Review in a Hurry: The surprise hit from across the pond is back with more plot but less Nanny. Writer/star Emma Thompson hopes you won't notice, by enlisting Maggie Gyllenhaal, Ralph Fiennes and some terrific child actors. But yeah, you'll notice.
The Bigger Picture: Set in 1930s wartime English countryside, Isabel (Gyllenhaal) is a mother of three whose too hectic life includes maintaining the family farm and running a village shop with the elderly but slightly mad Mrs. Docherty (Maggie Smith). She also has a debt-ridden brother (a hammy Rhys Ifans) who is pressuring her to sell the property. Fans of the series recite: The person she needs...is Nanny McPhee!
At first, amping up the grown up's drama seems like a smart move, since a tale about more ill mannered tykes might be too been there, Nanny'd that. But McPhee's relationship with each family is still the most charming aspect of the films.
So...while Megsie (Lil Woods) and her brother Norman (Asa Butterfield) struggle to make nice and help mom keep the farm, the arrival of a pair of bratty London cousins brings out the worst in them.
And the best for the movie.
Any child actor can do bratty but one with potential can leave a sliver of charm to their performance making their transformation from hellspawn to cherub relatable. The spoiled cousins Cyril and Celia are awful, but played by newcomers Eros Vlahos and Rosie Taylor-Ritson they are also awfully charismatic.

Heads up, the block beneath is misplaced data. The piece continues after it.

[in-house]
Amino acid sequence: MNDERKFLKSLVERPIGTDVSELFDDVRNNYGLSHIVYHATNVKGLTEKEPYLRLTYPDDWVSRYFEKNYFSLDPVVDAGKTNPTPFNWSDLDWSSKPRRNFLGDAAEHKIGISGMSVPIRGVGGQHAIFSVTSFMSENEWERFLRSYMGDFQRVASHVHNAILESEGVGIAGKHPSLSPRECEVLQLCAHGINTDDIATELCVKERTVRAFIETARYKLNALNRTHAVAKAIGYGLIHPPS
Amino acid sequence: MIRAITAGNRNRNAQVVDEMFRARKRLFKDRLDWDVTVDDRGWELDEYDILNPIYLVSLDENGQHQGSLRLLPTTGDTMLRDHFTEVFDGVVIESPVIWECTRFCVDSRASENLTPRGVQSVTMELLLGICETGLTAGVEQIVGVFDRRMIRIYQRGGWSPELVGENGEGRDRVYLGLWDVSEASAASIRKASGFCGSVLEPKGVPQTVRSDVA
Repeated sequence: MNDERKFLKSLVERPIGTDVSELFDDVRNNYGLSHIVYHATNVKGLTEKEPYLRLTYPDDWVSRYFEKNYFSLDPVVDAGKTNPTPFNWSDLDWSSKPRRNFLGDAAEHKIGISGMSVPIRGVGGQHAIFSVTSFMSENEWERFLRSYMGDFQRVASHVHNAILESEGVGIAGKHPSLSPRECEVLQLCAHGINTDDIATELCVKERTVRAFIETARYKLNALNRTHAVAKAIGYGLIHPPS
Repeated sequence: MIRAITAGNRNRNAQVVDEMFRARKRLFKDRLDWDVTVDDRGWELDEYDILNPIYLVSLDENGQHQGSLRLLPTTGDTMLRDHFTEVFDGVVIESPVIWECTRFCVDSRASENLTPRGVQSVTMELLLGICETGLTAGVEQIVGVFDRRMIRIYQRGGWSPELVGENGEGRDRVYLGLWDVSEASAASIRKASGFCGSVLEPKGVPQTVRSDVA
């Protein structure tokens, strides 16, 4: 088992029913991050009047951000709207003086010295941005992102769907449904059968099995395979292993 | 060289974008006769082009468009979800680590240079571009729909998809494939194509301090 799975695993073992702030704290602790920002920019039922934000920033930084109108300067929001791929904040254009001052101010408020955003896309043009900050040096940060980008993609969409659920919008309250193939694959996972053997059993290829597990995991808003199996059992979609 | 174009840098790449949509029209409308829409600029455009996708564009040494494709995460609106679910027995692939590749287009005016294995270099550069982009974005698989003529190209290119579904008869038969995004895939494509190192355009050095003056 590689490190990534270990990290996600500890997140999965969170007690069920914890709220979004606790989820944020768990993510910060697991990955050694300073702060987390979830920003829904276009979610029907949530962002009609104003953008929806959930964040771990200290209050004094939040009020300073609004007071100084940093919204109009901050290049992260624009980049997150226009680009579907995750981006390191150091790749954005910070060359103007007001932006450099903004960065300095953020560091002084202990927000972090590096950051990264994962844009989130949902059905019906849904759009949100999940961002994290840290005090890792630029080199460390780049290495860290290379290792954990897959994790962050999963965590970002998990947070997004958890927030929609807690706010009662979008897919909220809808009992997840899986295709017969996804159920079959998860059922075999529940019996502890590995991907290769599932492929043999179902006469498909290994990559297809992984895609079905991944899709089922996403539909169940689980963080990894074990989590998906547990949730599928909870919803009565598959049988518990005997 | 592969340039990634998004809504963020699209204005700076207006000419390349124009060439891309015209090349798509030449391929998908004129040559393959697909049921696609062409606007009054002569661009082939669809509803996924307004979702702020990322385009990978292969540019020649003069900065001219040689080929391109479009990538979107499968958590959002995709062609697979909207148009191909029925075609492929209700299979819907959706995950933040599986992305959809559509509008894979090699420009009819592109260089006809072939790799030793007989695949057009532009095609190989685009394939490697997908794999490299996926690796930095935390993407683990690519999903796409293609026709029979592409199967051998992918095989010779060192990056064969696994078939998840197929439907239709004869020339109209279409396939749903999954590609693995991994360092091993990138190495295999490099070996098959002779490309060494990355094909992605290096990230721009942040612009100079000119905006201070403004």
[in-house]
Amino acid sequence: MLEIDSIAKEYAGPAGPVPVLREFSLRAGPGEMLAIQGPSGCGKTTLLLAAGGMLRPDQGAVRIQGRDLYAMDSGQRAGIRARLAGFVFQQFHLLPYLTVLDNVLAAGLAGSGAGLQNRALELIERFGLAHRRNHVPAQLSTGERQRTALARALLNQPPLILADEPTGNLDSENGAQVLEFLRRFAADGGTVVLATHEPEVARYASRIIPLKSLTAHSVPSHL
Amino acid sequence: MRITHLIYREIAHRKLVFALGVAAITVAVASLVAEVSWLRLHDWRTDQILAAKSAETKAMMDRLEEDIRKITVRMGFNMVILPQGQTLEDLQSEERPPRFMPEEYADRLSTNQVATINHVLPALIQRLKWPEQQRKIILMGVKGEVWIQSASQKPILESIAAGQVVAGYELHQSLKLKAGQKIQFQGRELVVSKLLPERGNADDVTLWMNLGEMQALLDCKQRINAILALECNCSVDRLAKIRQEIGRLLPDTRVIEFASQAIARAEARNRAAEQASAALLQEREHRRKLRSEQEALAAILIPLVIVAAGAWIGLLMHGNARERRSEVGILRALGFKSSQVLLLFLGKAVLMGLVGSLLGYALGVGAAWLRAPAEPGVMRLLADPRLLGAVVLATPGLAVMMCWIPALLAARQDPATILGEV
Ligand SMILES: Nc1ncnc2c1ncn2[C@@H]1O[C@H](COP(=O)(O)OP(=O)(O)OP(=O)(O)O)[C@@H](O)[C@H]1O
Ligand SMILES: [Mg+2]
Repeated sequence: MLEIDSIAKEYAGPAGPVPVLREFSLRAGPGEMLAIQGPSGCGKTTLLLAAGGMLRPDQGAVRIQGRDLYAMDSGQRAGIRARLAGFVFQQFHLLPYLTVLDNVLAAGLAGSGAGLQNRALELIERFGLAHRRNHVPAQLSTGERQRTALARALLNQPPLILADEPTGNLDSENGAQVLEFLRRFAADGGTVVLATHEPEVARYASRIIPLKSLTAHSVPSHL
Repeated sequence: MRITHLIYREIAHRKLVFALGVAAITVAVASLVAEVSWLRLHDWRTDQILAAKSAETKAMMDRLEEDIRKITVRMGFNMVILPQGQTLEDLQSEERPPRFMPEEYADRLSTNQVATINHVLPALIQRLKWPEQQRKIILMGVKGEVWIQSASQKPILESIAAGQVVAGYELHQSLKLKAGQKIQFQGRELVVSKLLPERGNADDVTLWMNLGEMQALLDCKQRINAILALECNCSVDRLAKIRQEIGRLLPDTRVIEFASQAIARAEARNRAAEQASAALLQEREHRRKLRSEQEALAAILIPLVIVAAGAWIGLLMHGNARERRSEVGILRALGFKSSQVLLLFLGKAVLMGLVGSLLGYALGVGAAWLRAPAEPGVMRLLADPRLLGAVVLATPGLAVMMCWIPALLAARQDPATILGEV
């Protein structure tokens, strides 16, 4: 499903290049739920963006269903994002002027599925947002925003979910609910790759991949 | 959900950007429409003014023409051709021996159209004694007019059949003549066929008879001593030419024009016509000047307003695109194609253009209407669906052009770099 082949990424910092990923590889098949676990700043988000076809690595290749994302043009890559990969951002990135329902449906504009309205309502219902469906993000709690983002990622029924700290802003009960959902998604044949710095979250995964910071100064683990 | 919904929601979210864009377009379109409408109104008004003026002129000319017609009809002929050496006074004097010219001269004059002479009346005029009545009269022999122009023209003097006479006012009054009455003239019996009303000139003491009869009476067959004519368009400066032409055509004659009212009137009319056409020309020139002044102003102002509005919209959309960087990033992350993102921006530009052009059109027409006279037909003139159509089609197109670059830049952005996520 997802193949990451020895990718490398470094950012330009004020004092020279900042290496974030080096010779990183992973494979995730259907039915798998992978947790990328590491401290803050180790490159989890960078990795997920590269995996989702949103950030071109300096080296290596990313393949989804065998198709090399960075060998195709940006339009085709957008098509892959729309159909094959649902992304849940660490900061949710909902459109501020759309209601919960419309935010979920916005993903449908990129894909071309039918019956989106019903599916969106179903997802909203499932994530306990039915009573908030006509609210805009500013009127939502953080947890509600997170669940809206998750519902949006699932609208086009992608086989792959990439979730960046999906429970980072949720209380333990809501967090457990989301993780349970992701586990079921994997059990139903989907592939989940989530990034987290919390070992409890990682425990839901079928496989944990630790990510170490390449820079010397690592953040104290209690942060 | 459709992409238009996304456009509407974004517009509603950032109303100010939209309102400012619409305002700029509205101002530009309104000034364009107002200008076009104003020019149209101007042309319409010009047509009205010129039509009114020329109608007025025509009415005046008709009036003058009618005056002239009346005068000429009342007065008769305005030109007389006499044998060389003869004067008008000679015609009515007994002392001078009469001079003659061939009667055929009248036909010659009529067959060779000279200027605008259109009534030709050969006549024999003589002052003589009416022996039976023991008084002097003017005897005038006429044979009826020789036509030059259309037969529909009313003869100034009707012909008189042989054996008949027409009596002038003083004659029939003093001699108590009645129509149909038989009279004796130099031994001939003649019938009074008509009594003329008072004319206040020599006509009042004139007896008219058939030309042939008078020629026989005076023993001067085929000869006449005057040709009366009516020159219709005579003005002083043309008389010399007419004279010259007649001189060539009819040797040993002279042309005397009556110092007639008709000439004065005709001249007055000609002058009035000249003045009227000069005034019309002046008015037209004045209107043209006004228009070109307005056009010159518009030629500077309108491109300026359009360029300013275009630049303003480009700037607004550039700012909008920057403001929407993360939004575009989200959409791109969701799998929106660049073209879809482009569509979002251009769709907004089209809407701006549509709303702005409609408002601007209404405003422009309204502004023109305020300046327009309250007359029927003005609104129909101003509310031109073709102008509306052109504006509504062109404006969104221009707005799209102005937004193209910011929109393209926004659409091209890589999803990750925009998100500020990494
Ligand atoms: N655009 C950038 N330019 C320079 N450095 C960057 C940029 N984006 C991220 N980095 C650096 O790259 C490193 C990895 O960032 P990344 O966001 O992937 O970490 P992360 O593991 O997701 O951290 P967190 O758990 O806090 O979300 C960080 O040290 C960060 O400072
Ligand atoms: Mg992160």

These scenes give McPhee a chance to get her Nanny on, taking out her famous magic wooden cane. Good stuff.
But too many subplots take away from the main story resulting in less screen time for McPhee. At one point, she's merely a chauffer for the kids as they trek to London to meet the Cyril's father played by Voldemort himself, Ralph Fiennes. Thompson makes McPhee so alluring that her absence is always noticeable. You'll miss that face when it's gone, warts and all.
The 180—a Second Opinion: The overall look and feel of Returns impresses. There might not be a standout set-piece like the original's Snow in August Wedding scene, but a Busby Berkeley-esque number with a gaggle of piglets and the harrowing trip to London are great eye candy.